It’s happened to all of us: You’re just trying to enjoy your meal in peace when a bunch of left wing hippies shows up waving signs saying “We don’t respect President Donald Trump” and chanting, “Green New Deal / Ban your meal!” And we’ve all long been hoping that someone would design an app that would allow us to eat in peace, or tell us where it’s OK to wear our MAGA hats (not that those are legal to buy in Australia), or whatever.
Enter 63red Safe, an app which the Daily Beast reports is like Yelp, except for determining whether a business will protect customers from roving squads of antifa supersoldiers or let them dine while packing heat.
No, seriously, that’s pretty much what it does. The app (free on Google Play and Apple’s App Store) asks users to answer a handful of questions about local businesses, then marks it as either “safe” or “not safe” for conservatives based on the results.
“I’m trying to position it as an everyday ‘where can I go eat safely’ app,” 63red founder Scott Wallace told the Beast.
The Beast wrote:
63red Safe works like a conservative Yelp. Instead of reviewing the lighting and ambience, though, the site’s users rate restaurants and other businesses on a series of four questions, including whether the restaurant’s owners make political social media posts and whether they allow customers to carry weapons.
... Wallace, who compares the app to a political “fire inspector,” is confident that the app will grow more popular as 2020 approaches. That’s when, he claims, more Trump supporters will be targeted by what he calls “socialist goon squads,” and businesses will become more interested in protecting their customers over their politics.
In a Medium post promoting the app, Wallace wrote, “In the past three years, many conservatives have been verbally and physically attacked at businesses that promote political agendas, and we want conservatives to notify each other of the restaurants and businesses where they can feel safe.”
According to the Beast, at least 5,000 reviews have been entered into the app by users. For example, several restaurants in the Oklahoma City region are listed as either “safe” or “not safe.” However, the app makes little effort to explain why, and it is additionally unclear how 63red Safe reaches its final determination based on the reviews.
The Beast noted that in just a handful of instances, such as the Lexington, Virginia restaurant Red Hen, whose owner asked White House press secretary Sarah Huckabee Sanders and her family to leave last year, it’s clear that the review is based on some longstanding political grudge.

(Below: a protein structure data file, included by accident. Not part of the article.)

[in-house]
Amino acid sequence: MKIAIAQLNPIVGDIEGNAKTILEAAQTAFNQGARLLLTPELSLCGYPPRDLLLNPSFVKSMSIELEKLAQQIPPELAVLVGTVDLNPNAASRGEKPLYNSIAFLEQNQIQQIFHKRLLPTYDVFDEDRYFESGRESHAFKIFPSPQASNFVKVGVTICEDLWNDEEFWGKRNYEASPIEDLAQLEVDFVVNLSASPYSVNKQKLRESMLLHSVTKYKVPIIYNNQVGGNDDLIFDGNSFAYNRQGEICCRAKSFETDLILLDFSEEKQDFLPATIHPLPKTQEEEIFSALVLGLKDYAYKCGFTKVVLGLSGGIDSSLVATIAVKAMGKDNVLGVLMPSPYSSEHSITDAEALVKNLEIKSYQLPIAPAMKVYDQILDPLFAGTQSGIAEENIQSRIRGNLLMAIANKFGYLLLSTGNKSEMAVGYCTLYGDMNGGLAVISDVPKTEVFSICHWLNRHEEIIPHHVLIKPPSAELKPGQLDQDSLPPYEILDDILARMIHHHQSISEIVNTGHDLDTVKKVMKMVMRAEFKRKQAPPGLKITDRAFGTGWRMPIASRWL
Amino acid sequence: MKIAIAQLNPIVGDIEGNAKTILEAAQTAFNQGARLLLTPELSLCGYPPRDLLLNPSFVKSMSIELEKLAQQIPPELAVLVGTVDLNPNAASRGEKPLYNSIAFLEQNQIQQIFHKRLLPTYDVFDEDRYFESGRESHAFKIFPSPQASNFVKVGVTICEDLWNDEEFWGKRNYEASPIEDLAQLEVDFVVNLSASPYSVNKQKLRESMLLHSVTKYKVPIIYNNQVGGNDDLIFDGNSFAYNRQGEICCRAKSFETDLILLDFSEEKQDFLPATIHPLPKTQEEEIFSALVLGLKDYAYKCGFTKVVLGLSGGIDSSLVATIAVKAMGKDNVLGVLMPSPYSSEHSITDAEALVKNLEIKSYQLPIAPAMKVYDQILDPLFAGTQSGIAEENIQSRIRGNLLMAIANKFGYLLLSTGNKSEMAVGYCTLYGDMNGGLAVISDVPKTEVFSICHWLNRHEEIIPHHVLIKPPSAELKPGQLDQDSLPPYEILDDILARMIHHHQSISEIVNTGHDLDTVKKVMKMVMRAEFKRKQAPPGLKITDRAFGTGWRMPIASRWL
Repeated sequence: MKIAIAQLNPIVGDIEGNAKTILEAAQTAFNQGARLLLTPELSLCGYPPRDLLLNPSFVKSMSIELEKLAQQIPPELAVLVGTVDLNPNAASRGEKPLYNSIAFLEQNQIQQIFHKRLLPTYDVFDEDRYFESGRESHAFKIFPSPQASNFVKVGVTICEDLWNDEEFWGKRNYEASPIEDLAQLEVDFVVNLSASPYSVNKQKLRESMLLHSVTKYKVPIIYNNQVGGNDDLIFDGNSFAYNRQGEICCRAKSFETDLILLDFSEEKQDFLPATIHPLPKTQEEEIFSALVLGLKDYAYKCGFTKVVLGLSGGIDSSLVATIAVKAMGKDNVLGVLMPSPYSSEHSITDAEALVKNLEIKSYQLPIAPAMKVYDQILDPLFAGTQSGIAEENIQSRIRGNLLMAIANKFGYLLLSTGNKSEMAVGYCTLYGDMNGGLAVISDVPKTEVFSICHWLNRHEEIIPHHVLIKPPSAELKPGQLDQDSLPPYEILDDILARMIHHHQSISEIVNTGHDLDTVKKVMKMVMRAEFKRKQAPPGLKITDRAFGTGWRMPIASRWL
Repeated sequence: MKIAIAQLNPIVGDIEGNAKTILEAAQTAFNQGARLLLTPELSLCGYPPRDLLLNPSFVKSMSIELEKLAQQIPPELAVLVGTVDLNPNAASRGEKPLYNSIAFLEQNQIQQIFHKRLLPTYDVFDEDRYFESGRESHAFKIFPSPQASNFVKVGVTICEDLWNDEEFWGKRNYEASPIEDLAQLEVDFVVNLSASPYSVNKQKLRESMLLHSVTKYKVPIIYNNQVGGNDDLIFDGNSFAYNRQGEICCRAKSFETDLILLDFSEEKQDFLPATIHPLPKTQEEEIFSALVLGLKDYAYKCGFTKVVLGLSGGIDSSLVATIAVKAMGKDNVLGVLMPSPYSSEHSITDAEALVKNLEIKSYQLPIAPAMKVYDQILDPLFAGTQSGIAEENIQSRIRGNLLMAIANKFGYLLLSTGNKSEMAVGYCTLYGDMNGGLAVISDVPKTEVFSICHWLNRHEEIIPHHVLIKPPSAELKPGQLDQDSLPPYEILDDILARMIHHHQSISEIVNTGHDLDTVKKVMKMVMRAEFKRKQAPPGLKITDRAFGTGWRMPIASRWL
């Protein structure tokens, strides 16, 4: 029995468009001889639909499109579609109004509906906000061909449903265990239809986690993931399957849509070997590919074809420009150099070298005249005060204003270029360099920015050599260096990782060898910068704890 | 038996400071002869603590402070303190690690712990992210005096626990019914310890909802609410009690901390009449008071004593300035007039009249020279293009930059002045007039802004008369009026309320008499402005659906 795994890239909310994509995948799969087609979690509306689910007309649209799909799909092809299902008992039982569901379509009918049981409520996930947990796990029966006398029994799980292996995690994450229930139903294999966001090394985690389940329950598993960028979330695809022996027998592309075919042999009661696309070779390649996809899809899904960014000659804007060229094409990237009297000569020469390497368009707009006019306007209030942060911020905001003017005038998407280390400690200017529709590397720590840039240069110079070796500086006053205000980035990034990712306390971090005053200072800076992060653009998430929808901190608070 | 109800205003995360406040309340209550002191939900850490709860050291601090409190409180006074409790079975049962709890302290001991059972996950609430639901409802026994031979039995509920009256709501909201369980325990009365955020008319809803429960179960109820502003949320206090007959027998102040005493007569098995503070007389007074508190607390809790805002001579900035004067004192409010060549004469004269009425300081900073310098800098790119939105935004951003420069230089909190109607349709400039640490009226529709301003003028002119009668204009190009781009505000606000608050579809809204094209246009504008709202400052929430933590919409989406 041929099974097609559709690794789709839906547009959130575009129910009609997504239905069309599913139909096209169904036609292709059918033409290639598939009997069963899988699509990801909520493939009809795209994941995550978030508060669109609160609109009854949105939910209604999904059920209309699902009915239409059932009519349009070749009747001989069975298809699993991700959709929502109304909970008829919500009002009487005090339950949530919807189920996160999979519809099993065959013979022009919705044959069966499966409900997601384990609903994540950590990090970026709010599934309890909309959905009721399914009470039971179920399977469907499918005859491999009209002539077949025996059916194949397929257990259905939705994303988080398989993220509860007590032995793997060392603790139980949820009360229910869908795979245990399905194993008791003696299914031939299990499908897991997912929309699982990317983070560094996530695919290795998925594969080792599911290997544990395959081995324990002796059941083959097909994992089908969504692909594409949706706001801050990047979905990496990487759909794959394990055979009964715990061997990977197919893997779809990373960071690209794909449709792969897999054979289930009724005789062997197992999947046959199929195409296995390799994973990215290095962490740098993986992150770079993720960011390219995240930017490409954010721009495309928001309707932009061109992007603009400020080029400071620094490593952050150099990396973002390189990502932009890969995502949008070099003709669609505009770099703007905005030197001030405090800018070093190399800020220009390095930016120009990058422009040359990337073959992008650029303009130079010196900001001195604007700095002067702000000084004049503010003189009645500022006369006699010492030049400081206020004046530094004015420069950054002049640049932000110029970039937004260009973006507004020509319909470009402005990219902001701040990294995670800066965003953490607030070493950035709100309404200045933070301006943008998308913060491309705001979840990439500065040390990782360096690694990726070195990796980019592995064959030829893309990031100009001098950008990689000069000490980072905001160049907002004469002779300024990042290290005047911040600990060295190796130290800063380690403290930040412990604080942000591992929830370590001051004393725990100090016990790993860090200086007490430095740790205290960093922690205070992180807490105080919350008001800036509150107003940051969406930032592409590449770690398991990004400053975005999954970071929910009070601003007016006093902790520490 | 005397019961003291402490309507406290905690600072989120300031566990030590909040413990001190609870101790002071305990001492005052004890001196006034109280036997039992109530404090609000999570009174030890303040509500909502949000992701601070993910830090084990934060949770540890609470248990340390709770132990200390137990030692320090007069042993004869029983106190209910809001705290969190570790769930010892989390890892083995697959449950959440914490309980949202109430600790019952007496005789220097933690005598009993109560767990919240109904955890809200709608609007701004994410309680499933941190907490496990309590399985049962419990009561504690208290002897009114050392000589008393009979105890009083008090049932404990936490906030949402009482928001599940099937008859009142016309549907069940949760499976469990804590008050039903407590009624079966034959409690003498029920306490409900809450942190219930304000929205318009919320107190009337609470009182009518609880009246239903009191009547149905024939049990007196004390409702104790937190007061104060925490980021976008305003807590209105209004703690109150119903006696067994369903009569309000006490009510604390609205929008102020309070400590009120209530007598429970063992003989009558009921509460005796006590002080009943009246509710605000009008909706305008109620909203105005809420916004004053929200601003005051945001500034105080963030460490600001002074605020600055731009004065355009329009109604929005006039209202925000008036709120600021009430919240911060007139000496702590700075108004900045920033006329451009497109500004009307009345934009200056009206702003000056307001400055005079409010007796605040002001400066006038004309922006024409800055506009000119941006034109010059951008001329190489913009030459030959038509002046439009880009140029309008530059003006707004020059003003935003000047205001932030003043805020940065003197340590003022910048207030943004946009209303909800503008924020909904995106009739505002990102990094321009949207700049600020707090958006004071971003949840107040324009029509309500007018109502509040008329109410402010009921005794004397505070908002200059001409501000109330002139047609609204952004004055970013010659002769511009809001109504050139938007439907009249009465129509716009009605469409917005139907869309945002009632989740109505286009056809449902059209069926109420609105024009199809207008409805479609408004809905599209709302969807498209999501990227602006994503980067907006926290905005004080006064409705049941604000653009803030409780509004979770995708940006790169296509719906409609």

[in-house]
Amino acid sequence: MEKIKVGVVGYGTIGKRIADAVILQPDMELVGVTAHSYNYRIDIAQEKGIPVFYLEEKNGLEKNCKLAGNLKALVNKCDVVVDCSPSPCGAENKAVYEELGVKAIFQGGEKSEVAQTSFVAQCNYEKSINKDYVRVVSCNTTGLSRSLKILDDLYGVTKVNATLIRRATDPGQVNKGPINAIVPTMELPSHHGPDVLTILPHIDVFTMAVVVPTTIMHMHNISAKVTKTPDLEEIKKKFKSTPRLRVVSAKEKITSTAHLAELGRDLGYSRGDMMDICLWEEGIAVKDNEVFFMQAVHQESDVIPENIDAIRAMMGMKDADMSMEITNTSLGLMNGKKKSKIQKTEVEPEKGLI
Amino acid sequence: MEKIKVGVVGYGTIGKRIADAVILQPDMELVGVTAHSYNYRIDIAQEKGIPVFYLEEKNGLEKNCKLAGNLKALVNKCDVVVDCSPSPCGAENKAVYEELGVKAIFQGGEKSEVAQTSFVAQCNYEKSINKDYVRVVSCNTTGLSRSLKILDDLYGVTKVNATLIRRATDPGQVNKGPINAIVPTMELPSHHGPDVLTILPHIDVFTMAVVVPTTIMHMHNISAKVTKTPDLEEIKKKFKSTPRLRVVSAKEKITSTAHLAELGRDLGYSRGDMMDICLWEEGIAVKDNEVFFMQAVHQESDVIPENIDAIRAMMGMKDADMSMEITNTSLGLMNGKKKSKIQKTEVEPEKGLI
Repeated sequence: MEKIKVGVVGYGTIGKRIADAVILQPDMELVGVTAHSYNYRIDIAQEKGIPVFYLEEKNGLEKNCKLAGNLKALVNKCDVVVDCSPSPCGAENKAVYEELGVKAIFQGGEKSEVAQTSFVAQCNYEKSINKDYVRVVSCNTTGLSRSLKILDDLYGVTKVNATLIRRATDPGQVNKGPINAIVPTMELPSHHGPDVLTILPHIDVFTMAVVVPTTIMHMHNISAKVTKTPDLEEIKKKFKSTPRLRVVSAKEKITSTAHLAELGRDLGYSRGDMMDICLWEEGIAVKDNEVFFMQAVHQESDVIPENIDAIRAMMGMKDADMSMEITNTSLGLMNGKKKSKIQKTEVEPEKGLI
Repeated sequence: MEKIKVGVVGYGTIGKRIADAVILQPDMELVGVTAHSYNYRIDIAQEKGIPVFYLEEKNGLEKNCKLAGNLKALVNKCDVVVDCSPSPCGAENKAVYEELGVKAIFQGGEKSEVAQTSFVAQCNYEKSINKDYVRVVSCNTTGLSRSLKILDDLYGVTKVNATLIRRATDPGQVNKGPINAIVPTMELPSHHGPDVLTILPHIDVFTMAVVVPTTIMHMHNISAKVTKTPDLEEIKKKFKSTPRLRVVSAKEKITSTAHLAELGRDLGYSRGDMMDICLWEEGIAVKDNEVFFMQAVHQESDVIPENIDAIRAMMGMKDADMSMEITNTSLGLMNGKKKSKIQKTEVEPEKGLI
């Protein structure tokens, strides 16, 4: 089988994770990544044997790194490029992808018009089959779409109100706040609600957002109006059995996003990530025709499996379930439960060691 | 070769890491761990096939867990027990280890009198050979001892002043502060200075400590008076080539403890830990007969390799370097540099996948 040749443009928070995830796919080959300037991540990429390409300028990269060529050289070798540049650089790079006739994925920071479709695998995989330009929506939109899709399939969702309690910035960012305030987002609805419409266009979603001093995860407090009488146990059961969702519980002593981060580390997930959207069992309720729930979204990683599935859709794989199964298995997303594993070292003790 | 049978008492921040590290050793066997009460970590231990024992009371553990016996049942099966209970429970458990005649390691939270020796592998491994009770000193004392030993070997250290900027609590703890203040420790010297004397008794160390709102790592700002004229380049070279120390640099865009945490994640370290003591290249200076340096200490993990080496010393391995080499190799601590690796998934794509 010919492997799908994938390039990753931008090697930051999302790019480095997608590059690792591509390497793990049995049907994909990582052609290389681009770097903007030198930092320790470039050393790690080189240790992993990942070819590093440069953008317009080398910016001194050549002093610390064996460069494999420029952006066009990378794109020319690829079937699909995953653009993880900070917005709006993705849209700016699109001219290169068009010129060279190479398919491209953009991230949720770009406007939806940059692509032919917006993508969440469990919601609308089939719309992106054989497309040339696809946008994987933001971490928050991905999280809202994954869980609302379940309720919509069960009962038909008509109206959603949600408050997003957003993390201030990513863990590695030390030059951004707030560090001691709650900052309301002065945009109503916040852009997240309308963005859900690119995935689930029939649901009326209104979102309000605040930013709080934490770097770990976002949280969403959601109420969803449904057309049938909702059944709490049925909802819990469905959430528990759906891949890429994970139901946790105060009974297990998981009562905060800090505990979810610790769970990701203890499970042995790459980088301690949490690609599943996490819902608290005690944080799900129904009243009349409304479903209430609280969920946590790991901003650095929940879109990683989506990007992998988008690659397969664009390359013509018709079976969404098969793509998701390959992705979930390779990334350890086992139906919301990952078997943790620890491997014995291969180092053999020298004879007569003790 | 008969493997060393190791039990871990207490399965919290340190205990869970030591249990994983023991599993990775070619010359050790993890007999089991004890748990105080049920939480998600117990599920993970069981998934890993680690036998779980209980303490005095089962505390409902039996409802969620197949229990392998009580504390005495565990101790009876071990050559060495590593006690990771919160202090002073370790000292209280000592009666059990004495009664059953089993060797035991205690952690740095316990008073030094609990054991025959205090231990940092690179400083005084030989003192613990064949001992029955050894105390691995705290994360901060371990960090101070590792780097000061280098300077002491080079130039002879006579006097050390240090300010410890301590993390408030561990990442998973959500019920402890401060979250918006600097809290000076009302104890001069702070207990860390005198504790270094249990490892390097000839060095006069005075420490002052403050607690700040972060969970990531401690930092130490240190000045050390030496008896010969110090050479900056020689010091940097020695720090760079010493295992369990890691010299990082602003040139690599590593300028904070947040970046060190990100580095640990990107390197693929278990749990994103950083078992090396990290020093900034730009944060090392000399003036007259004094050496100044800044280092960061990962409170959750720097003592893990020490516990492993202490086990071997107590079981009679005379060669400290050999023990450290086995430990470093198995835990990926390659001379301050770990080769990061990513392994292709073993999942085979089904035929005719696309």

Just one of the reviews from the Google Play Store:
Smart move for creating this app. Us Constitution and Republic supporters who believe in the freedom, respect, and peace for ALL need to finally stand up for ourselves and use our voices. The left are too loud, accuse us for any wrong action they actually commit, and demand we listen to them. We will not do what they want us to do, but we do listen. Let’s use this app and leave those on the left to their own demise. They refuse and cannot listen to facts and logic. Facts “trigger” them.
Unfortunately, repeated attempts by Gizmodo to actually use the Android version of the 63red Safe failed, with the only function in the app, a search menu, hanging on a “Searching...” screen forever. The 63red website, which also serves as a Drudge Report-like aggregator of right-wing news sites, currently displays the text, “We’re sorry! Our 63red Safe app is experiencing heavy traffic right now, and may not load correctly. Please be patient while we work to correct this. Thank you!” We have since uninstalled it.
63red Safe is not the first app marketed to Trump supporters to run into some technical issues. In October 2018, a conservative dating app called “Donald Daters” was revealed to have been dumping sensitive data on its users, including photos and biographical info, into a publicly accessible database.
According to Motherboard, security researcher Baptiste Robert (who sometimes writes under the name Elliot Anderson) said it may have also been leaking tokens that could allow anyone to log into a user’s account. Motherboard was unable to verify whether the app, which charged $43 a month for rolling subscriptions or $14 per month for an annual one, was a “not-so-elaborate scheme to own Republicans.”